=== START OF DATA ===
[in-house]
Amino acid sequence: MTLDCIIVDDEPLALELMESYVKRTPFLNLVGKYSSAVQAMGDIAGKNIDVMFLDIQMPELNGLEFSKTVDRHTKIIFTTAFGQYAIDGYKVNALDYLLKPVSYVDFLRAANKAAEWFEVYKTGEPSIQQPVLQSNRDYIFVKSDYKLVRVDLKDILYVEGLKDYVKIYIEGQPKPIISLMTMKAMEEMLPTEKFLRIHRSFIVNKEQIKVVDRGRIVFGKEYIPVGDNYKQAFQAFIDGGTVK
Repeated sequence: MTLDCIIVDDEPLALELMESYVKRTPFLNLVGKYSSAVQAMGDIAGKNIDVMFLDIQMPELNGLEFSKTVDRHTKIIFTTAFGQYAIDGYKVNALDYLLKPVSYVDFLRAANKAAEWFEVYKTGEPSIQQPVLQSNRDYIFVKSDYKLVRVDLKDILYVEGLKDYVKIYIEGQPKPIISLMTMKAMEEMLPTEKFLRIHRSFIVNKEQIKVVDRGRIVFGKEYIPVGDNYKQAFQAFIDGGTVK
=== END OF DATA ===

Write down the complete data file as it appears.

[in-house]
Amino acid sequence: MTLDCIIVDDEPLALELMESYVKRTPFLNLVGKYSSAVQAMGDIAGKNIDVMFLDIQMPELNGLEFSKTVDRHTKIIFTTAFGQYAIDGYKVNALDYLLKPVSYVDFLRAANKAAEWFEVYKTGEPSIQQPVLQSNRDYIFVKSDYKLVRVDLKDILYVEGLKDYVKIYIEGQPKPIISLMTMKAMEEMLPTEKFLRIHRSFIVNKEQIKVVDRGRIVFGKEYIPVGDNYKQAFQAFIDGGTVK
Repeated sequence: MTLDCIIVDDEPLALELMESYVKRTPFLNLVGKYSSAVQAMGDIAGKNIDVMFLDIQMPELNGLEFSKTVDRHTKIIFTTAFGQYAIDGYKVNALDYLLKPVSYVDFLRAANKAAEWFEVYKTGEPSIQQPVLQSNRDYIFVKSDYKLVRVDLKDILYVEGLKDYVKIYIEGQPKPIISLMTMKAMEEMLPTEKFLRIHRSFIVNKEQIKVVDRGRIVFGKEYIPVGDNYKQAFQAFIDGGTVK